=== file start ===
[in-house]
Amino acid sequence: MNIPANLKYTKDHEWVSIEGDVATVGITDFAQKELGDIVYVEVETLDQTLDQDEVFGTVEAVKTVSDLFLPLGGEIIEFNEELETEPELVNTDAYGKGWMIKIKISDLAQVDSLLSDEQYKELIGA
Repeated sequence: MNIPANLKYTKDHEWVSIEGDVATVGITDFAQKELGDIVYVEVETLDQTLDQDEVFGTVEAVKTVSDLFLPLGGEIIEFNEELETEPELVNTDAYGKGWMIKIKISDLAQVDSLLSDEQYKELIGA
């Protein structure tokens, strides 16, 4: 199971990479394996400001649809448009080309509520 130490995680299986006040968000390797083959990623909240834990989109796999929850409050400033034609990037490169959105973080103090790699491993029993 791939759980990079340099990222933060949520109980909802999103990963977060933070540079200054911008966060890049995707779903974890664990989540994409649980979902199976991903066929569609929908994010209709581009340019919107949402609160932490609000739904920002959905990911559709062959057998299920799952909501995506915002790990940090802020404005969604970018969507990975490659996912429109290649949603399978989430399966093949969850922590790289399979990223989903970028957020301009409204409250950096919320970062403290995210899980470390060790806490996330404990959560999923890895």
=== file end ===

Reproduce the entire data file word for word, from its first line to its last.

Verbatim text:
[in-house]
Amino acid sequence: MNIPANLKYTKDHEWVSIEGDVATVGITDFAQKELGDIVYVEVETLDQTLDQDEVFGTVEAVKTVSDLFLPLGGEIIEFNEELETEPELVNTDAYGKGWMIKIKISDLAQVDSLLSDEQYKELIGA
Repeated sequence: MNIPANLKYTKDHEWVSIEGDVATVGITDFAQKELGDIVYVEVETLDQTLDQDEVFGTVEAVKTVSDLFLPLGGEIIEFNEELETEPELVNTDAYGKGWMIKIKISDLAQVDSLLSDEQYKELIGA
């Protein structure tokens, strides 16, 4: 199971990479394996400001649809448009080309509520 130490995680299986006040968000390797083959990623909240834990989109796999929850409050400033034609990037490169959105973080103090790699491993029993 791939759980990079340099990222933060949520109980909802999103990963977060933070540079200054911008966060890049995707779903974890664990989540994409649980979902199976991903066929569609929908994010209709581009340019919107949402609160932490609000739904920002959905990911559709062959057998299920799952909501995506915002790990940090802020404005969604970018969507990975490659996912429109290649949603399978989430399966093949969850922590790289399979990223989903970028957020301009409204409250950096919320970062403290995210899980470390060790806490996330404990959560999923890895």